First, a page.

— Teams that converted third-down opportunities more efficiently in the regular season are just 20-22 SU and 19-22-1 ATS in the last 10 wild-card playoff seasons.
Teams’ Regular-Season Defensive Statistics Trends
— Teams that allowed fewer points per game during the regular season are on a 25-16 SU and 22-18-1 ATS run in wild-card playoff action, but they lost all four games ATS a year ago.
— Rushing defense had also been an effective indicator in winning wild-card playoff games before last year (0-4 ATS). Teams that allow fewer rushing yards per game are 25-19 SU and 23-20-1 ATS since ’08. Those that allowed fewer yards per rush were a bit better at the betting window at 24-19 SU and 25-17-1 ATS.
— Wild-card teams with an edge in defensive passing yardage allowed are just 25-19 SU and 21-22-1 ATS over the last 11 seasons in this playoff round. Defensive pass efficiency is a curious statistic in that teams that have held the edge in this category are 23-19 SU and 19-22-1 ATS over the last 11 seasons. Usually this statistic is more important.
— Teams that allowed less yardage overall defensively have been quite successful, going 29-15 SU and 27-16-1 ATS in the wild-card round since ‘08. Those that held an edge in yards allowed per play were several games worse at 25-19 SU and 21-22-1 ATS. The teams that gave up fewer yards this season for this weekend are Buffalo, New England, New Orleans and Philadelphia.
— Wild-card teams that made opposing offenses work harder, or those that allowed more offensive yards per point, have won their wild-card playoff games at a 22-22 SU and 22-21-1 ATS rate over the last 11 seasons.
— Teams that forced more turnovers in the regular season than their opponent are on a 24-16 SU and 22-17-1 ATS run since ’08 in wild-card playoff games.
— Teams that stopped third-down opportunities more efficiently in the regular season were 24-20 SU and 24-19-1 ATS in the last 44 wild-card playoff games.
Playoff Drought Systems
A few different systems are worth considering based on recentness in which teams have been in the playoffs. Take a look.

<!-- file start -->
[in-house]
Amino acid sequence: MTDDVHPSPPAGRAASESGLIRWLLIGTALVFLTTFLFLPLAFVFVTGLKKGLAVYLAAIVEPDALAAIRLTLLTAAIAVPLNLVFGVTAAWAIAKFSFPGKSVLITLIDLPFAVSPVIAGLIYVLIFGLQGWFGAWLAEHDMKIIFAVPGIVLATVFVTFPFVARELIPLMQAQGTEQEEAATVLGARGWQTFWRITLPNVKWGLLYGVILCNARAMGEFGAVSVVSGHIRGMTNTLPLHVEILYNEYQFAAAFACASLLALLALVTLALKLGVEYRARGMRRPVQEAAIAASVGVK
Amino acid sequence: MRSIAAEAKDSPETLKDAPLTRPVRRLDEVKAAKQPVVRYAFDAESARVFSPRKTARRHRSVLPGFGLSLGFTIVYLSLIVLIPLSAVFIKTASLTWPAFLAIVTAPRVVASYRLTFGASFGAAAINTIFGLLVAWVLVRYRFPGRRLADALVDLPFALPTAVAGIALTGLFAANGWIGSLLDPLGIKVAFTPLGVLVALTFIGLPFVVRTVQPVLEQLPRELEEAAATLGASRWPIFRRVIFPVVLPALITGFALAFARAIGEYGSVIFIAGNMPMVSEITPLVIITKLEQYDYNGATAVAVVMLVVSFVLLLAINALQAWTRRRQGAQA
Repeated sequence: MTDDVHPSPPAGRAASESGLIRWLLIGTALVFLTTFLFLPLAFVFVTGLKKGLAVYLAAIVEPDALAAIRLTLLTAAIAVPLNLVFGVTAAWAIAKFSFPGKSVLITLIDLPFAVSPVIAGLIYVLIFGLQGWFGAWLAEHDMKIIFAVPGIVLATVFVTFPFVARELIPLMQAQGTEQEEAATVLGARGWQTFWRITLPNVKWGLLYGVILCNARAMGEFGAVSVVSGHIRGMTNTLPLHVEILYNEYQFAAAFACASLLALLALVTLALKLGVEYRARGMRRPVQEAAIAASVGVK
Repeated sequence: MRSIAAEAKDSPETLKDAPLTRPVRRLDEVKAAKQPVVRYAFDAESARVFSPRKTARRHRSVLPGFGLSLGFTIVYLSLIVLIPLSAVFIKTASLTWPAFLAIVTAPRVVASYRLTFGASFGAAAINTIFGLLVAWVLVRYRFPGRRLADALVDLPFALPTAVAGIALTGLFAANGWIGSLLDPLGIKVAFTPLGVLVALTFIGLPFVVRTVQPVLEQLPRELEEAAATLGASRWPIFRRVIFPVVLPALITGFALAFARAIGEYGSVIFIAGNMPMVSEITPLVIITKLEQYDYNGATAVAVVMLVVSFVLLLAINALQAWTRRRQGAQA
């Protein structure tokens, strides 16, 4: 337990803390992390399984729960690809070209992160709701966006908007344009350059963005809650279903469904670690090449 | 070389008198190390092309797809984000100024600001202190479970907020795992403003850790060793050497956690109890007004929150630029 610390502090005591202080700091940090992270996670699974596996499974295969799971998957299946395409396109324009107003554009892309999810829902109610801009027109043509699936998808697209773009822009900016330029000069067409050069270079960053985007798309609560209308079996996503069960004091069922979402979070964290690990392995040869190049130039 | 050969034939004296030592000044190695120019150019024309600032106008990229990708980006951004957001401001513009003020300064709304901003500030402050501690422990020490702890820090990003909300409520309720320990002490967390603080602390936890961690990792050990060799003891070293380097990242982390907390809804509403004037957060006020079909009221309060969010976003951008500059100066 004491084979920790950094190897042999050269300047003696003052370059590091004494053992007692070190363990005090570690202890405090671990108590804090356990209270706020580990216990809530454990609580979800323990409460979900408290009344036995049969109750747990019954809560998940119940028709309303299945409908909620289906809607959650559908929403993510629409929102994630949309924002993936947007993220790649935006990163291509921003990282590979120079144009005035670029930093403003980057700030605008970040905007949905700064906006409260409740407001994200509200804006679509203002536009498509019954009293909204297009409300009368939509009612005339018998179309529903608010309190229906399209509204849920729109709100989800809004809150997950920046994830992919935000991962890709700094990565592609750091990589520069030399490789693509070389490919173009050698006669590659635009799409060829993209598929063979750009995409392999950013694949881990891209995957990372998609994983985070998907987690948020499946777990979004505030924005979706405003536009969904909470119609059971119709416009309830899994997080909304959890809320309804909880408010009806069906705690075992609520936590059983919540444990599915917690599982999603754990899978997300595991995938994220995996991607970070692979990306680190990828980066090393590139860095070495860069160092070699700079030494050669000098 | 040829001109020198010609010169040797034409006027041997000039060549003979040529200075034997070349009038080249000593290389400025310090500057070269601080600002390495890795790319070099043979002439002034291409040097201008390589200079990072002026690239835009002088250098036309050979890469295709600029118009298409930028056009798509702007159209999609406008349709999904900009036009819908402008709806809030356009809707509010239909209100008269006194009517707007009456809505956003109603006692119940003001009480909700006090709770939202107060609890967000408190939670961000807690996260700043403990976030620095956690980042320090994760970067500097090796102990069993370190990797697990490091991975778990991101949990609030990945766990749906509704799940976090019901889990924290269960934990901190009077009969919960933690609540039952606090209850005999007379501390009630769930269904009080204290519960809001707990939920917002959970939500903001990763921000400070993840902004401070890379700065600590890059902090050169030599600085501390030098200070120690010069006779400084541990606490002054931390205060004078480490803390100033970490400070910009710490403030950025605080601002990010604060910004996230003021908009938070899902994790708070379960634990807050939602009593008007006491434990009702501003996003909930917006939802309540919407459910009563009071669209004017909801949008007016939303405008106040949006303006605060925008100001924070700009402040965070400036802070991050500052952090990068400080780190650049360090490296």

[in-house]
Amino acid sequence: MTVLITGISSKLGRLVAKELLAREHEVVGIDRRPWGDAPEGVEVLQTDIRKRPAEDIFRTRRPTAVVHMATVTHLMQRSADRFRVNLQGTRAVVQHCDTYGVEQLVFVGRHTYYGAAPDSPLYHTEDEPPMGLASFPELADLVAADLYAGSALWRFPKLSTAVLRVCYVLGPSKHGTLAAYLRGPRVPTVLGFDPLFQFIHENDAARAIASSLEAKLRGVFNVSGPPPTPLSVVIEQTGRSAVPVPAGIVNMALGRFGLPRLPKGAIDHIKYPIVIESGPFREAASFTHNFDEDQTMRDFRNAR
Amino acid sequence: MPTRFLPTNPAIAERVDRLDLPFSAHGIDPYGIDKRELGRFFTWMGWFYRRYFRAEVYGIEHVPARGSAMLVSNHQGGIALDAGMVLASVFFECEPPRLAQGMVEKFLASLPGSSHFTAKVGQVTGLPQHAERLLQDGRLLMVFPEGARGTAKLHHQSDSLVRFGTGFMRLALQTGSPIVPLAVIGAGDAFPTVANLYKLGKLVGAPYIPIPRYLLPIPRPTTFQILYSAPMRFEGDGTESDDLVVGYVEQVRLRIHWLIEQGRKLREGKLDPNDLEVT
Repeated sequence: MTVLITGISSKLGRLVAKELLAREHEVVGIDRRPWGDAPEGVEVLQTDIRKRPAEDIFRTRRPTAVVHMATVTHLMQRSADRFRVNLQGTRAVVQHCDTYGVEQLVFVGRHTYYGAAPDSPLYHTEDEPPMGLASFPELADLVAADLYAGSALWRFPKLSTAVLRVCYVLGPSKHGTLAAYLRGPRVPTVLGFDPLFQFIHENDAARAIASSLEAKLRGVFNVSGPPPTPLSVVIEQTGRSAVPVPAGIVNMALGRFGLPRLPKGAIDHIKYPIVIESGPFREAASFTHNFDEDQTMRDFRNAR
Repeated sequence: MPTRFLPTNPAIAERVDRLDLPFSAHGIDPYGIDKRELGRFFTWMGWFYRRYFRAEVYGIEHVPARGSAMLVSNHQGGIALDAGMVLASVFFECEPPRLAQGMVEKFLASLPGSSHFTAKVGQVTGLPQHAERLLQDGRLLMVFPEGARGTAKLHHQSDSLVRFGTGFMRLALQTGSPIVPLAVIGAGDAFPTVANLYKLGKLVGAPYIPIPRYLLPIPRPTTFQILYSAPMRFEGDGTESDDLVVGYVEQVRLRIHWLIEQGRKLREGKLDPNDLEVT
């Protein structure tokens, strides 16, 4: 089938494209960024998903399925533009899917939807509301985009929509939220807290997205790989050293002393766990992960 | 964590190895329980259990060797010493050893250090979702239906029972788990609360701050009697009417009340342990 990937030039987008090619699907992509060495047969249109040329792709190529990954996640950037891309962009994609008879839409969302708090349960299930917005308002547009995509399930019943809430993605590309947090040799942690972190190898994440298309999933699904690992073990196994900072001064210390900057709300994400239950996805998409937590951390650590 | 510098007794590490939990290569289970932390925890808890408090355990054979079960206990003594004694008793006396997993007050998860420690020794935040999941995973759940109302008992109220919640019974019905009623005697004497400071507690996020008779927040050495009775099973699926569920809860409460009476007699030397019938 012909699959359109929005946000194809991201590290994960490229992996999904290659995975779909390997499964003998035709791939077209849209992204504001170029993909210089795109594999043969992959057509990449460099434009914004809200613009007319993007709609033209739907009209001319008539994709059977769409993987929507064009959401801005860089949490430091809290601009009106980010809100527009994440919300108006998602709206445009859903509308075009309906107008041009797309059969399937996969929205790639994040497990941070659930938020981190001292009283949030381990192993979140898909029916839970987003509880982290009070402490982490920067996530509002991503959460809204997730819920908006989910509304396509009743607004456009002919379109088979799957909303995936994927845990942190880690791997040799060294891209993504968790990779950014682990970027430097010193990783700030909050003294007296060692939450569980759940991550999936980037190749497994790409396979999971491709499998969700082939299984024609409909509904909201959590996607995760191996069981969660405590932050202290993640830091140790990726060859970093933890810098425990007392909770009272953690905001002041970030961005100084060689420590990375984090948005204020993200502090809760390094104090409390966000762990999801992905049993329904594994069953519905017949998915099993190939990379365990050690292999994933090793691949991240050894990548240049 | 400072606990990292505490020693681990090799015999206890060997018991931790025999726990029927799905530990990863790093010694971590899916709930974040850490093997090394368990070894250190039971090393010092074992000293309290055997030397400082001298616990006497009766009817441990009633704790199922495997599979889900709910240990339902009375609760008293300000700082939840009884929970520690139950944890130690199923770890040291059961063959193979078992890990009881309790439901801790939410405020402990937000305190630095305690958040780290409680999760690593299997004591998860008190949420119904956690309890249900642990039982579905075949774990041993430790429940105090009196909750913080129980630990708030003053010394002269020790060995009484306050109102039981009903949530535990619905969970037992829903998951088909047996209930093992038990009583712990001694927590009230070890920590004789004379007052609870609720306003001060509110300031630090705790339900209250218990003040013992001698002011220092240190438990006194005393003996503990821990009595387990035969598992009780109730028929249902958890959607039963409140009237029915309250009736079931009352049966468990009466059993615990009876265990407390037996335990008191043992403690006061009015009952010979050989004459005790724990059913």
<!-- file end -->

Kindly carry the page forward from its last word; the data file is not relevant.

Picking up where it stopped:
— Teams playing in their first playoff game in at least two seasons against a repeat playoff team are just 5-14 SU and ATS over the last seven seasons and 16-35-1 ATS since ’04. The teams for this year that weren’t in the playoffs last year are Buffalo, Tennessee, Minnesota, Green Bay and San Francisco. Interestingly, the last two are the top seeds in the NFC.
— On the road, these “drought” teams are an ugly 2-16 SU and 2-15-1 ATS since ’07, all wild-card games. At home the teams are 13-12 SU and 12-13 ATS. For 2020, the AFC teams are both on the road, as is Minnesota in the wild-card round, while the top two NFC teams are at home next weekend.
— In the last 14 wild-card games matching teams that weren’t in the playoffs the previous year, home teams are 3-11 SU and 1-13 ATS since '06. Houston and Baltimore lost SU and ATS last year, while Dallas won without covering. This powerful system will not be in play for 2020.
It’s obvious that the different trends and systems I have uncovered have been far more definitive in wild-card games than statistical handicapping. In fact, it can be argued that statistics are virtually irrelevant in predicting these games. That said, in my opinion, the amazing run of Unders on totals in certain scenarios would seem more apt to continue than the unprecedented run of success by road teams. In general, the home teams for this weekend have far more playoff experience than those in recent years. That has been an undeniable recipe for success. It should be a fun weekend to bet the games regardless of what happens.